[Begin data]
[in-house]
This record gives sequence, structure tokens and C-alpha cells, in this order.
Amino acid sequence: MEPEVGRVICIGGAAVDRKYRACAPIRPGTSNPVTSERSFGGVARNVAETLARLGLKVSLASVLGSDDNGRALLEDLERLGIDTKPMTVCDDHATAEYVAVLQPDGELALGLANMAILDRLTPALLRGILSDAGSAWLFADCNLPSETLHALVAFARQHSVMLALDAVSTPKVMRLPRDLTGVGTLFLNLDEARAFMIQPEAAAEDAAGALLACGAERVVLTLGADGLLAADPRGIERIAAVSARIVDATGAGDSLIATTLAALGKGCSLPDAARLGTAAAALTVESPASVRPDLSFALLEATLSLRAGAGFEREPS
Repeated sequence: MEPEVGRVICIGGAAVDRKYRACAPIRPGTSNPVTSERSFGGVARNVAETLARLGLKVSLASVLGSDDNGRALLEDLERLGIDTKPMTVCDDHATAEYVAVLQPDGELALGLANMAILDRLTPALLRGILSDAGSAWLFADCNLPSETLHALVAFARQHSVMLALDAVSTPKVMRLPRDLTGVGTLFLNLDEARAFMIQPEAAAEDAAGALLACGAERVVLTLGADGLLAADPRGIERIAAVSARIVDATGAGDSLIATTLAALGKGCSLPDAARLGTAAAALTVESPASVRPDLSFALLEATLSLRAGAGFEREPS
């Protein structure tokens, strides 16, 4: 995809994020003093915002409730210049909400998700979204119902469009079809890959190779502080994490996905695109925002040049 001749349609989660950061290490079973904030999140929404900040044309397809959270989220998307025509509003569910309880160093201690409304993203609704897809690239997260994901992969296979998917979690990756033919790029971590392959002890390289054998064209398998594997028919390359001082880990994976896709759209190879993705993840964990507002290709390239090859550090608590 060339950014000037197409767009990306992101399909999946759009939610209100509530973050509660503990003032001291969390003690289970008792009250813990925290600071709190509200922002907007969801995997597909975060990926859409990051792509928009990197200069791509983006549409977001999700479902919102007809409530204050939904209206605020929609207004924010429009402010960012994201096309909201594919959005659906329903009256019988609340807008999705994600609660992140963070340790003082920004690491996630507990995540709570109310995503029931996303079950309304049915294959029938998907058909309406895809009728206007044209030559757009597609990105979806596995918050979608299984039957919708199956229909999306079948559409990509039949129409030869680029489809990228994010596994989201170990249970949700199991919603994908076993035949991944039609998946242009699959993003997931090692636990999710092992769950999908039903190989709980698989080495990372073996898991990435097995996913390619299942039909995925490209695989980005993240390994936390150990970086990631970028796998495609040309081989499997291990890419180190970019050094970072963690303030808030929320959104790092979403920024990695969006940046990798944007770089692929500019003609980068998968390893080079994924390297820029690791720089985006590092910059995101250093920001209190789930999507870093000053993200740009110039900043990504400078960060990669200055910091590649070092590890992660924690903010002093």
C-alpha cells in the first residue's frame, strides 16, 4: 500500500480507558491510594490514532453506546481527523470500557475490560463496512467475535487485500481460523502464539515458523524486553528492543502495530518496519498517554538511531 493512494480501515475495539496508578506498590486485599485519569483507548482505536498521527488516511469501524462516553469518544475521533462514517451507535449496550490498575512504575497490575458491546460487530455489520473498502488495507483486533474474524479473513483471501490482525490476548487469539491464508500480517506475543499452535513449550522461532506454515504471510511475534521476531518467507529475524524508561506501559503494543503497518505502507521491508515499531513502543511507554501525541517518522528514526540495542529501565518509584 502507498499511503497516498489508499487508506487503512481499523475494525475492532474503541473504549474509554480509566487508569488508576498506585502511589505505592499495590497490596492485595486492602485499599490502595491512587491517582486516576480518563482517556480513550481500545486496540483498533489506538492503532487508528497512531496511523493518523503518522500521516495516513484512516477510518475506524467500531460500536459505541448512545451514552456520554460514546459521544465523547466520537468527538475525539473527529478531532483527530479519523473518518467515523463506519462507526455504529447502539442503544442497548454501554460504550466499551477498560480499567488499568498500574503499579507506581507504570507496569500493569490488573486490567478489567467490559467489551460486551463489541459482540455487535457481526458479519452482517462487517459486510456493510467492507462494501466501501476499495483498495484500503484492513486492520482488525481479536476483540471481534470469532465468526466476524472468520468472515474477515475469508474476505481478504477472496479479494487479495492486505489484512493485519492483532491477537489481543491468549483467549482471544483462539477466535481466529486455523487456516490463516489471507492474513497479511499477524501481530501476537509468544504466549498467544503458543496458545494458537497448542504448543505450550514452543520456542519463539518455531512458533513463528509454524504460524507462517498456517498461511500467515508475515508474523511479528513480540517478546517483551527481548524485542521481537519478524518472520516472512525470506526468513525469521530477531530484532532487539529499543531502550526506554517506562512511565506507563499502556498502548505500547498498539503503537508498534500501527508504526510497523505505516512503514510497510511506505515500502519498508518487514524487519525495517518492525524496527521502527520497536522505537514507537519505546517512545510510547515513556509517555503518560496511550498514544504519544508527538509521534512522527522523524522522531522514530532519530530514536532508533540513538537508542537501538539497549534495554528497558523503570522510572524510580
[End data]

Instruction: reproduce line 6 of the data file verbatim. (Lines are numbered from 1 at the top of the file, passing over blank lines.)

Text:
C-alpha cells in the first residue's frame, strides 16, 4: 500500500480507558491510594490514532453506546481527523470500557475490560463496512467475535487485500481460523502464539515458523524486553528492543502495530518496519498517554538511531 493512494480501515475495539496508578506498590486485599485519569483507548482505536498521527488516511469501524462516553469518544475521533462514517451507535449496550490498575512504575497490575458491546460487530455489520473498502488495507483486533474474524479473513483471501490482525490476548487469539491464508500480517506475543499452535513449550522461532506454515504471510511475534521476531518467507529475524524508561506501559503494543503497518505502507521491508515499531513502543511507554501525541517518522528514526540495542529501565518509584 502507498499511503497516498489508499487508506487503512481499523475494525475492532474503541473504549474509554480509566487508569488508576498506585502511589505505592499495590497490596492485595486492602485499599490502595491512587491517582486516576480518563482517556480513550481500545486496540483498533489506538492503532487508528497512531496511523493518523503518522500521516495516513484512516477510518475506524467500531460500536459505541448512545451514552456520554460514546459521544465523547466520537468527538475525539473527529478531532483527530479519523473518518467515523463506519462507526455504529447502539442503544442497548454501554460504550466499551477498560480499567488499568498500574503499579507506581507504570507496569500493569490488573486490567478489567467490559467489551460486551463489541459482540455487535457481526458479519452482517462487517459486510456493510467492507462494501466501501476499495483498495484500503484492513486492520482488525481479536476483540471481534470469532465468526466476524472468520468472515474477515475469508474476505481478504477472496479479494487479495492486505489484512493485519492483532491477537489481543491468549483467549482471544483462539477466535481466529486455523487456516490463516489471507492474513497479511499477524501481530501476537509468544504466549498467544503458543496458545494458537497448542504448543505450550514452543520456542519463539518455531512458533513463528509454524504460524507462517498456517498461511500467515508475515508474523511479528513480540517478546517483551527481548524485542521481537519478524518472520516472512525470506526468513525469521530477531530484532532487539529499543531502550526506554517506562512511565506507563499502556498502548505500547498498539503503537508498534500501527508504526510497523505505516512503514510497510511506505515500502519498508518487514524487519525495517518492525524496527521502527520497536522505537514507537519505546517512545510510547515513556509517555503518560496511550498514544504519544508527538509521534512522527522523524522522531522514530532519530530514536532508533540513538537508542537501538539497549534495554528497558523503570522510572524510580